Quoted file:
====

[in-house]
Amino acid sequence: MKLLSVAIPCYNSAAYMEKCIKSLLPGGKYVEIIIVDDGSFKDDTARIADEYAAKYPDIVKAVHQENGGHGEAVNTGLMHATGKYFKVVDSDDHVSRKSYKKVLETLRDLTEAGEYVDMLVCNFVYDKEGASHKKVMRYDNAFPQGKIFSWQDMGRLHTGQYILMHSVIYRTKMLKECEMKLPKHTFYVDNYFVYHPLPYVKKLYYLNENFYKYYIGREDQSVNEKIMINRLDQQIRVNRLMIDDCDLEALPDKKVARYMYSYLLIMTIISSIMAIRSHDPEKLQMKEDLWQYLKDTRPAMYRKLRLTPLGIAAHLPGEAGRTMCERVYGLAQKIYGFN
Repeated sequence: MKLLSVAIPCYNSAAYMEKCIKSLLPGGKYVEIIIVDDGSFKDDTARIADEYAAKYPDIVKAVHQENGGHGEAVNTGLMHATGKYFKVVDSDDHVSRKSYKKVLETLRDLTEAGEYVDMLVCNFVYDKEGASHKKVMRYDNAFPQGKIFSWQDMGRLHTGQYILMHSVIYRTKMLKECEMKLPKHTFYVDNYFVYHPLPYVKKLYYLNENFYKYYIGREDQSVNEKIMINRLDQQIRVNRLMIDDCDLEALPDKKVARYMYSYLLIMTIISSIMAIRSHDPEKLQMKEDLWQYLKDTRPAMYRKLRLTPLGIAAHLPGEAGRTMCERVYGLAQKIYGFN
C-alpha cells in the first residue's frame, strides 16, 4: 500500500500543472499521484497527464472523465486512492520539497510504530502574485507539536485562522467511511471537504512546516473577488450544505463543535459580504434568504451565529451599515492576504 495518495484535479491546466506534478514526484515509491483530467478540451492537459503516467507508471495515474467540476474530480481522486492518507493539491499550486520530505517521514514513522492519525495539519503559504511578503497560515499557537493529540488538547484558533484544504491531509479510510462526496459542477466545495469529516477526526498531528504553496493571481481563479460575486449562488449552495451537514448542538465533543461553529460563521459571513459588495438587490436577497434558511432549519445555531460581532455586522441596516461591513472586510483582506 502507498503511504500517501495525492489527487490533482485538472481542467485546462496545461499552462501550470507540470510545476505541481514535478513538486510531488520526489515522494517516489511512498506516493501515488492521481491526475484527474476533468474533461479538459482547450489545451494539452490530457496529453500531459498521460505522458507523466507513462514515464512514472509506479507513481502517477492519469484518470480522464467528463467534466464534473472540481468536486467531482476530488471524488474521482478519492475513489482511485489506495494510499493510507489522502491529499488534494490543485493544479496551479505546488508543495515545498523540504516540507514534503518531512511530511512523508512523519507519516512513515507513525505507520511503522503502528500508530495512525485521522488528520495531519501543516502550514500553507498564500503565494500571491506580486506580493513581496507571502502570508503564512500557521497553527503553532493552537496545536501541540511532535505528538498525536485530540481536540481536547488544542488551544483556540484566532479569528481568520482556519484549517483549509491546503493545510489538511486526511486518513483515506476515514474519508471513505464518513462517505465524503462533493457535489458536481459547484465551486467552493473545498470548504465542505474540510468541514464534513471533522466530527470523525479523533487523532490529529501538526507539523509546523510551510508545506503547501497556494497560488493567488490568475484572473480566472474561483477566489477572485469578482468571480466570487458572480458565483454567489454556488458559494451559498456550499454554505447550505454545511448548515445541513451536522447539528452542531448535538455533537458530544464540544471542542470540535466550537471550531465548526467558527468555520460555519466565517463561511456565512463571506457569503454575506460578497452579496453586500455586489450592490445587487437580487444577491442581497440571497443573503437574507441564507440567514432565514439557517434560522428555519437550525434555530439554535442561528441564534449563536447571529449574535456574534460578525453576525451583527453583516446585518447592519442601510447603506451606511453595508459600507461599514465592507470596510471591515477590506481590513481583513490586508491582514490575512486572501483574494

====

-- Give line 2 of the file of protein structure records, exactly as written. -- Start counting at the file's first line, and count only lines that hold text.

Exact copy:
Amino acid sequence: MKLLSVAIPCYNSAAYMEKCIKSLLPGGKYVEIIIVDDGSFKDDTARIADEYAAKYPDIVKAVHQENGGHGEAVNTGLMHATGKYFKVVDSDDHVSRKSYKKVLETLRDLTEAGEYVDMLVCNFVYDKEGASHKKVMRYDNAFPQGKIFSWQDMGRLHTGQYILMHSVIYRTKMLKECEMKLPKHTFYVDNYFVYHPLPYVKKLYYLNENFYKYYIGREDQSVNEKIMINRLDQQIRVNRLMIDDCDLEALPDKKVARYMYSYLLIMTIISSIMAIRSHDPEKLQMKEDLWQYLKDTRPAMYRKLRLTPLGIAAHLPGEAGRTMCERVYGLAQKIYGFN